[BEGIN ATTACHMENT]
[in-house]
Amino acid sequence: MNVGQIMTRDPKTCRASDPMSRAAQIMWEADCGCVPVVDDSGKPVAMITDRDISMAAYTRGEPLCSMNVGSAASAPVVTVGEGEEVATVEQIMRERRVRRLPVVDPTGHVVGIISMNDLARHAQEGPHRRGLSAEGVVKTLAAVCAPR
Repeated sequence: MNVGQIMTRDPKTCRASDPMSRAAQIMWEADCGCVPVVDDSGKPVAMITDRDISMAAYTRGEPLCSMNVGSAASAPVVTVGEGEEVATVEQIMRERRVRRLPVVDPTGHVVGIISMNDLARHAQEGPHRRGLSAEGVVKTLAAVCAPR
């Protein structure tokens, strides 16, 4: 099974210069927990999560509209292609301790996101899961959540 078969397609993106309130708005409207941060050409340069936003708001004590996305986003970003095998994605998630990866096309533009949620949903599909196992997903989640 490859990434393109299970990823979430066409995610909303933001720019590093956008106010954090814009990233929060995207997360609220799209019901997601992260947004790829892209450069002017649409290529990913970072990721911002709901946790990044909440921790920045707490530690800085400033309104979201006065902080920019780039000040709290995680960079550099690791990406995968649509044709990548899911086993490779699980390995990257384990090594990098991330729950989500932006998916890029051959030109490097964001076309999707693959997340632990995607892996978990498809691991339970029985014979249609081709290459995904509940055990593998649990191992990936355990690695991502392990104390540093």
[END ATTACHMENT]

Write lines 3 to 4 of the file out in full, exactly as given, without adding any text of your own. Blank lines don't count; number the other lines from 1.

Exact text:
Repeated sequence: MNVGQIMTRDPKTCRASDPMSRAAQIMWEADCGCVPVVDDSGKPVAMITDRDISMAAYTRGEPLCSMNVGSAASAPVVTVGEGEEVATVEQIMRERRVRRLPVVDPTGHVVGIISMNDLARHAQEGPHRRGLSAEGVVKTLAAVCAPR
């Protein structure tokens, strides 16, 4: 099974210069927990999560509209292609301790996101899961959540 078969397609993106309130708005409207941060050409340069936003708001004590996305986003970003095998994605998630990866096309533009949620949903599909196992997903989640 490859990434393109299970990823979430066409995610909303933001720019590093956008106010954090814009990233929060995207997360609220799209019901997601992260947004790829892209450069002017649409290529990913970072990721911002709901946790990044909440921790920045707490530690800085400033309104979201006065902080920019780039000040709290995680960079550099690791990406995968649509044709990548899911086993490779699980390995990257384990090594990098991330729950989500932006998916890029051959030109490097964001076309999707693959997340632990995607892996978990498809691991339970029985014979249609081709290459995904509940055990593998649990191992990936355990690695991502392990104390540093």